Jackson Becomes the First Major Black Candidate for U.S. President (Great Events from History II: Human Rights Series)
Article abstract: Jesse Jackson’s candidacy brought minority-rights issues to the forefront of American politics.
Summary of Event
The society of the United States in the 1980’s reflected a history of distinctly different opportunities for African Americans and white Americans. African Americans had faced slavery, and even after emancipation had experienced discrimination in education, housing, employment, voting, and other aspects of social life. Throughout World War II, black soldiers fought for the “double V,” meaning victory against America’s enemies abroad and victory against racial oppression within American society. President Harry S. Truman integrated the U.S. armed forces in 1948, and by 1954 the U.S. Supreme Court had declared, in Brown v. Board of Education, that “separate but equal” schools were inherently unequal and unconstitutional. Rising expectations gave birth to the U.S. Civil Rights movement, led by Martin Luther King, Jr. Defeating segregation was the highest priority of the Civil Rights movement. Black and white civil rights workers were beaten, imprisoned, and killed during this struggle, but peaceful demonstrations, sit-ins, freedom rides, and boycotts were the main tactics used to achieve the movement’s goals. Dr. King was assassinated in 1968. Supporters, such as Jesse Jackson, continued his work and carried the fight for racial equality into the political arena....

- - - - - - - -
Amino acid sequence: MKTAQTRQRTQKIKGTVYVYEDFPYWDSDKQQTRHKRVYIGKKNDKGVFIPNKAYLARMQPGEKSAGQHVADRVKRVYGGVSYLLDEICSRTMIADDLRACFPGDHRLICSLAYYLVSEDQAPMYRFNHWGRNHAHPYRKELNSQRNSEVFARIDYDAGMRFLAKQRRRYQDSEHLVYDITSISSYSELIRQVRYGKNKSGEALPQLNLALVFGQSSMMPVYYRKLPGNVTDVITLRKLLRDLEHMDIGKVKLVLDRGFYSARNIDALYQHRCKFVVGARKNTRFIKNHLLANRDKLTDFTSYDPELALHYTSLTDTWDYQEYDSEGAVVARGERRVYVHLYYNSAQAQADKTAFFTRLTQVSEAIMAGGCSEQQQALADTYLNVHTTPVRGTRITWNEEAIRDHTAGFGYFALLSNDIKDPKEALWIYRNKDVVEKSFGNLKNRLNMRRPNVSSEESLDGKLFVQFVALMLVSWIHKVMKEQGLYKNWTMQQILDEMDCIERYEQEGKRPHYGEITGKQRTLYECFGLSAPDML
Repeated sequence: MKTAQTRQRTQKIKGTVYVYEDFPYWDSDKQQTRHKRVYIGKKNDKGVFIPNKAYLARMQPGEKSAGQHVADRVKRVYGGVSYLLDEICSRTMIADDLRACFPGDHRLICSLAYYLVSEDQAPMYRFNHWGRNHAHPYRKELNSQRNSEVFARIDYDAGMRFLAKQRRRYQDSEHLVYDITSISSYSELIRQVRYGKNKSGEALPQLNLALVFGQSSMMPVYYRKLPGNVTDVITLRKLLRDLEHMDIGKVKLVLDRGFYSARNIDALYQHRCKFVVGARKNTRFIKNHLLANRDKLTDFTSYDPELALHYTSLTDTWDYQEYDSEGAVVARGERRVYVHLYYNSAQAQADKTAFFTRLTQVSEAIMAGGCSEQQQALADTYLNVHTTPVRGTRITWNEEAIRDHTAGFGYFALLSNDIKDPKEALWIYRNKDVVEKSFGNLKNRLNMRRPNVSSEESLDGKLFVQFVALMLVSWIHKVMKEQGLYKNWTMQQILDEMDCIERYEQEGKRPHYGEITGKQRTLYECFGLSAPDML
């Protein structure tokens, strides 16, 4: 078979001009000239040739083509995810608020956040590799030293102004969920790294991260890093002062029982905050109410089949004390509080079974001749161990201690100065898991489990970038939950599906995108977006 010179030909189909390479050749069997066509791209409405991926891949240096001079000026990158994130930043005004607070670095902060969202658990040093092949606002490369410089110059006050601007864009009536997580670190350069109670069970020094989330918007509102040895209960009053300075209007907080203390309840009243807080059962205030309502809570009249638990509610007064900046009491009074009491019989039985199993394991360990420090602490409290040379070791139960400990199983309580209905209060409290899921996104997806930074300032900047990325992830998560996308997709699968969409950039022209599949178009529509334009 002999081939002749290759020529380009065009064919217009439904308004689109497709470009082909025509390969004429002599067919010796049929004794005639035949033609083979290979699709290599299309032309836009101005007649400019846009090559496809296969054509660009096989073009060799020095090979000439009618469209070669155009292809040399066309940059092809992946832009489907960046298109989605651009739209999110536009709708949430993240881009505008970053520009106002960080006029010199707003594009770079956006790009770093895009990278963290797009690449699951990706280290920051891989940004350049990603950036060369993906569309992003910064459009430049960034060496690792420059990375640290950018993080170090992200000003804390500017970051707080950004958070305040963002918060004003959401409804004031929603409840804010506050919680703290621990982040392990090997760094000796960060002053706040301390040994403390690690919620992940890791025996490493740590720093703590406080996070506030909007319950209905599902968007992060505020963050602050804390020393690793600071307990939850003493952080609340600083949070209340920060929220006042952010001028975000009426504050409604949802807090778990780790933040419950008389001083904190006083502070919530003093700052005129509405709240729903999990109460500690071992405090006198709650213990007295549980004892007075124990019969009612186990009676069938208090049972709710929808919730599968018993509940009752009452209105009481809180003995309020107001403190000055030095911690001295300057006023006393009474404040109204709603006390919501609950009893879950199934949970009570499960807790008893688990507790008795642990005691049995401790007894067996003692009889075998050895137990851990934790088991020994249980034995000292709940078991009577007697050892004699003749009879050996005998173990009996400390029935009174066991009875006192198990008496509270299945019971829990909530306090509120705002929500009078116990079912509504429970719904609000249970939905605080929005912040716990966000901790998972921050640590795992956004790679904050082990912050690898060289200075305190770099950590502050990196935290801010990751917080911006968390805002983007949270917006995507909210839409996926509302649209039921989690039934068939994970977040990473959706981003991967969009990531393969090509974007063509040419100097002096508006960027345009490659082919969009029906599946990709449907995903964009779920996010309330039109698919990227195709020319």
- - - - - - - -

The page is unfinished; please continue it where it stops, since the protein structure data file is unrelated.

(The entire section is 2574 words.)
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